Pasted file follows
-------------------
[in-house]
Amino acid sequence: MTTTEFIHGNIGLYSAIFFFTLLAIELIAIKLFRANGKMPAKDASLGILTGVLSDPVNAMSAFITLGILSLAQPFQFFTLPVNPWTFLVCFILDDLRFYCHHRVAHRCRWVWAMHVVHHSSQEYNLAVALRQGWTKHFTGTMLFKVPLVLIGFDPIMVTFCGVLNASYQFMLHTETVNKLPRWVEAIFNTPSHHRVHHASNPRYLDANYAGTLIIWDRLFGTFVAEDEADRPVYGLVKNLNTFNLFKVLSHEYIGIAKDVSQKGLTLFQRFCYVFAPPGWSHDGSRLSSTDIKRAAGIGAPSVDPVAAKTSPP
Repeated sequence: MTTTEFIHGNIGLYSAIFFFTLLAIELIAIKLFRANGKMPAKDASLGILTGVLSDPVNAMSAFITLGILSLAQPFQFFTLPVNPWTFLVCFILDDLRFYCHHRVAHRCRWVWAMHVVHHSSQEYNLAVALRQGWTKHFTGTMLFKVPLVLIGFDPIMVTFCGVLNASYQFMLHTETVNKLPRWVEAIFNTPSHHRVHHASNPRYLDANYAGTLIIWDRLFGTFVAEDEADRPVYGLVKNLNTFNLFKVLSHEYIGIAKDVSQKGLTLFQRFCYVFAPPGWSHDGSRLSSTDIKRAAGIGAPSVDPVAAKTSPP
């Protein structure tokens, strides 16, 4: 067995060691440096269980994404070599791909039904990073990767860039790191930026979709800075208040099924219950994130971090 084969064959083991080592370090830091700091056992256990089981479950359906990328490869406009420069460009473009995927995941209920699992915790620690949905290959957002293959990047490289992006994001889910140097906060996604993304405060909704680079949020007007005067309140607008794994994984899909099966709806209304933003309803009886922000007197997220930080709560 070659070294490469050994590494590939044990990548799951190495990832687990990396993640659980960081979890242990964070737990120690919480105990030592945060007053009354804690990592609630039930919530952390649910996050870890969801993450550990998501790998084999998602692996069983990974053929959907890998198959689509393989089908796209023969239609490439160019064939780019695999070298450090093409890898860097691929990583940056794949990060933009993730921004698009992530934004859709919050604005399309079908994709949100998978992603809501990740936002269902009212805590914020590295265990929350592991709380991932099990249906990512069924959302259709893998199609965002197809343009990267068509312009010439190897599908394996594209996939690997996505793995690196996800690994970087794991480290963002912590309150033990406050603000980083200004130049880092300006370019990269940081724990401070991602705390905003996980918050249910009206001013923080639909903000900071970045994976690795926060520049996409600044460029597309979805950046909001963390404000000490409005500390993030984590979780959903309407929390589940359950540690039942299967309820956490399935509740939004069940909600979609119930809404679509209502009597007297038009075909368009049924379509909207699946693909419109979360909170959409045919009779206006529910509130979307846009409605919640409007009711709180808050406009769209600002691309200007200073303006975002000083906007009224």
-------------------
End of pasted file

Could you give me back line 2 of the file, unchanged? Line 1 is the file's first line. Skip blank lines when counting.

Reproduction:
Amino acid sequence: MTTTEFIHGNIGLYSAIFFFTLLAIELIAIKLFRANGKMPAKDASLGILTGVLSDPVNAMSAFITLGILSLAQPFQFFTLPVNPWTFLVCFILDDLRFYCHHRVAHRCRWVWAMHVVHHSSQEYNLAVALRQGWTKHFTGTMLFKVPLVLIGFDPIMVTFCGVLNASYQFMLHTETVNKLPRWVEAIFNTPSHHRVHHASNPRYLDANYAGTLIIWDRLFGTFVAEDEADRPVYGLVKNLNTFNLFKVLSHEYIGIAKDVSQKGLTLFQRFCYVFAPPGWSHDGSRLSSTDIKRAAGIGAPSVDPVAAKTSPP